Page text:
The following managers have all led West Bromwich Albion to at least one of the following achievements while in charge of the club: winning a major trophy or reaching the final, achieving a top three league finish in the top flight, winning promotion or reaching the quarter-finals of a major European competition.

Name Nat. Years P W D L Achievements
Louis Ford[E] England 1890–92 58 18 10 30 FA Cup winners 1892
Edward Stephenson[E] England 1894–95 36 14 5 17 FA Cup runners-up 1895
Frank Heaven[E] England 1896–02 214 86 45 83 Division Two champions 1901–02
Fred Everiss[E] England 1902–48 1520 656 331 533 Promotion as Division Two winners 1910–11, FA Cup runners-up 1912, 1935, Division One winners 1919–20, Division One runners-up 1924–25, Promotion as Division Two runners-up 1930–31, FA Cup winners 1931
Jack Smith Wales 1948–52 179 70 46 63 Promotion as Division Two runners-up 1948–49
Vic Buckingham England 1953–59 301 130 78 93 Division One runners-up 1953–54, FA Cup winners 1954
Jimmy Hagan England 1963–67 201 78 49 74 League Cup winners 1966, League Cup runners-up 1967
Alan Ashman England 1967–71 182 64 49 69 FA Cup winners 1968, European Cup Winners Cup quarter-finalists 1968–69, League Cup runners-up 1970
Johnny Giles Republic of Ireland 1975–77,
159 60 42 57 Promotion from Division Two 1975–76
Ron Atkinson England 1978–81,
212 85 68 59 Division One 3rd place 1978–79, UEFA Cup quarter-finalists 1978–79
Osvaldo Ardiles Argentina 1992–93 55 30 11 14 Promotion as Division Two play-off winners 1992–93
Gary Megson England 2000–04 221 94 50 77 Promotion as Division One runners-up 2001–02, 2003–04
Tony Mowbray England 2006–09 140 57 32 51 Promotion as Championship winners 2007–08
Roberto Di Matteo Italy 2009–11 82 40 19 23 Promotion as Championship runners-up 2009–10
Slaven Bilić Croatia 2019–20 50 24 17 9 Promotion as Championship runners-up 2019–20


Jesse Pennington, Albion's most capped England international (in terms of caps won whilst at the club). Who represented his country 25 times, serving as captain on two occasions.

West Bromwich Albion's record victory was their 12–0 league win against Darwen on 4 April 1892.[169] This is still the widest margin of victory for a game in the top-flight of English football, although the record was equalled by Nottingham Forest when they beat Leicester Fosse by the same scoreline in 1909.[170] Albion's biggest FA Cup victory came when they beat Chatham 10–1 on 2 March 1889. The club's record league defeat was a 3–10 loss against Stoke City on 4 February 1937, while a 0–5 defeat to Leeds United on 18 February 1967 represents Albion's heaviest FA Cup loss.[169]

Tony Brown holds a number of Albion's club records. He has made the most appearances overall for the club (720), as well as most appearances in the league (574), FA Cup (54) and in European competition (17). Brown is the club's top scorer in the league (218), the FA Cup (27) and in Europe (8). He is also the club's record scorer overall, with 279 goals. W. G. Richardson scored 328 goals for the club, but this includes 100 during World War II, which are not normally counted towards competitive totals. Richardson holds the club record for most league goals in a single season, scoring 39 times in 1935–36.[169][171]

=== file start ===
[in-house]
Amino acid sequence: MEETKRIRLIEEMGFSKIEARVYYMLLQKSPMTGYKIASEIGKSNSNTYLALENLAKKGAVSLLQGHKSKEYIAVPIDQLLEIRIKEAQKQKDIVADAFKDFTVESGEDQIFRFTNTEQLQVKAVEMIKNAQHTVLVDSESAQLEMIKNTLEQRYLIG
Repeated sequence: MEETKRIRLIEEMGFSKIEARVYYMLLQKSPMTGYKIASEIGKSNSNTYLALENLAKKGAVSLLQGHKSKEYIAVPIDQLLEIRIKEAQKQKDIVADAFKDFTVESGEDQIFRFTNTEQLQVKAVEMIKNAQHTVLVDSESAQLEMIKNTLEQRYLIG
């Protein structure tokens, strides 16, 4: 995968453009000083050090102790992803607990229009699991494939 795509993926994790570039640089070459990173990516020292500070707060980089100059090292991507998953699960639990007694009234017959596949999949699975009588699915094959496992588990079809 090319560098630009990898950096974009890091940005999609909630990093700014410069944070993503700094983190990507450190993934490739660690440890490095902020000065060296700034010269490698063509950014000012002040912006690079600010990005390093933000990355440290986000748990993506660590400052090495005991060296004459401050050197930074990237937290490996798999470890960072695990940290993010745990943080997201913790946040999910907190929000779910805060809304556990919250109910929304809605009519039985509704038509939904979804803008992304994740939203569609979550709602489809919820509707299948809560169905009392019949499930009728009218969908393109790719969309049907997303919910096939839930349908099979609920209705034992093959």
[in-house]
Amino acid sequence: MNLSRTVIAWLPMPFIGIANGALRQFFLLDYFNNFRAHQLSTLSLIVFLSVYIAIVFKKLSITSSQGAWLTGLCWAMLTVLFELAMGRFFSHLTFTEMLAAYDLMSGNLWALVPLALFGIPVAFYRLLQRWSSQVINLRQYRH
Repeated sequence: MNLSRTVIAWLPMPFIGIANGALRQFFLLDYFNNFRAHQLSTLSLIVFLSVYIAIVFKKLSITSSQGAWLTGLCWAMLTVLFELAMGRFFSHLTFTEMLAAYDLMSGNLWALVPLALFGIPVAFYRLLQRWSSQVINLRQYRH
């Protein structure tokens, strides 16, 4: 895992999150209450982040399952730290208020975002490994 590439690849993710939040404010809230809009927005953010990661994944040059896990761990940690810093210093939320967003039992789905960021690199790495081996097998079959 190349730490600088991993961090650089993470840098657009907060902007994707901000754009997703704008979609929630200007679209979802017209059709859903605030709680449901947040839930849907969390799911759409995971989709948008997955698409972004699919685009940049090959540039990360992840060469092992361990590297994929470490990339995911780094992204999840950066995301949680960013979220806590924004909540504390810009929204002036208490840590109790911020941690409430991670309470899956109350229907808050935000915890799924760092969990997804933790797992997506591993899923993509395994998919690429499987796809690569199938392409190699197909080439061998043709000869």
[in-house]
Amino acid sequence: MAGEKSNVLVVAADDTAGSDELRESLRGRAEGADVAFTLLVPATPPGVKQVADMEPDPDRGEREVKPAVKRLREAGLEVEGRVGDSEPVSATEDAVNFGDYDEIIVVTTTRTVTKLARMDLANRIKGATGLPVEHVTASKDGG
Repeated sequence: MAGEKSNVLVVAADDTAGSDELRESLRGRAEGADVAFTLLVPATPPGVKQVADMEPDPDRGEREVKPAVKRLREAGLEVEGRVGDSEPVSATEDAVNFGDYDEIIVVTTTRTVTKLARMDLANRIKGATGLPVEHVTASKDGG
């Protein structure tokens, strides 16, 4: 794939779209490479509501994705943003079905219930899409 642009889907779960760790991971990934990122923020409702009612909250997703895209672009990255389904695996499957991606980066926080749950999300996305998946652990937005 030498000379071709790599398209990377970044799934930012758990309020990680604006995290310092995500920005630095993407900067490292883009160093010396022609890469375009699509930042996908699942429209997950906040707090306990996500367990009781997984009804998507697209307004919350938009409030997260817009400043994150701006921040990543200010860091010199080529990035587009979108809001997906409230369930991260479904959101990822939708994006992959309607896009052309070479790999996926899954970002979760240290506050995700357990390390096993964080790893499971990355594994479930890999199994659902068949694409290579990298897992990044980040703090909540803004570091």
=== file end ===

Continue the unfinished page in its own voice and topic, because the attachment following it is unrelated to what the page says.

Albion's most capped international player, taking into account only those caps won whilst at the club, is Chris Brunt. He appeared 55 times for Northern Ireland as an Albion player, earning 65 caps in total before retiring from international football in 2017.[172][173] Jesse Pennington is the club's most capped England international, with 25 caps.[174] The highest transfer fee paid by the club is £15 million to RB Leipzig for Oliver Burke on 25 August 2017.[175] The record transfer fee received by Albion from another club was for the transfer of Salomón Rondón to Dalian Yifang in July 2019 for £16.5 million.[176]


Major honours[]


The Albion team of 1920 display the League Championship trophy and Charity Shield.
WBA players celebrate their FA Cup win in 1931.
Football League First Division / Premier League
Football League Second Division / EFL Championship
Football League Third Division / EFL League One
FA Cup
  • Winners (5): 1888, 1892, 1931, 1954, 1968
  • Finalists: 1886, 1887, 1895, 1912, 1935
Football League Cup
FA Charity Shield
FA Youth Cup

Minor honours[]

Football World Championship[6]
  • Runners-up: 1888
Tennent Caledonian Cup[178]
  • Winners: 1977
Watney Cup[179]
  • Finalists: 1971


A. ^ : Older sources quote the year of formation as 1879, as evidence of a Strollers match from 1878 came to light only as recently as 1993.
B. ^ : Throstle is a colloquial Black Country name for the song thrush.
C. ^ : The town crest remained on the away strip until 2001.
D. ^ : Kevan was joint-top scorer with Ray Crawford of Ipswich Town.
E. ^ : Secretary-manager. Albion did not appoint a full-time manager until 1949.
F. ^ : The Football League First Division was the top division of English football until 1992, when the Premier League became the top division. At the same time, the second, third and fourth tiers of English football became known as the Football League First Division, Second Division and Third Division respectively. These three divisions were renamed again in 2004 as part of a Football League re-branding exercise, becoming known as the Football League Championship, League One and League Two respectively.
G. ^ : This feat was repeated by Sunderland in the 2013–14 season and Leicester the following year.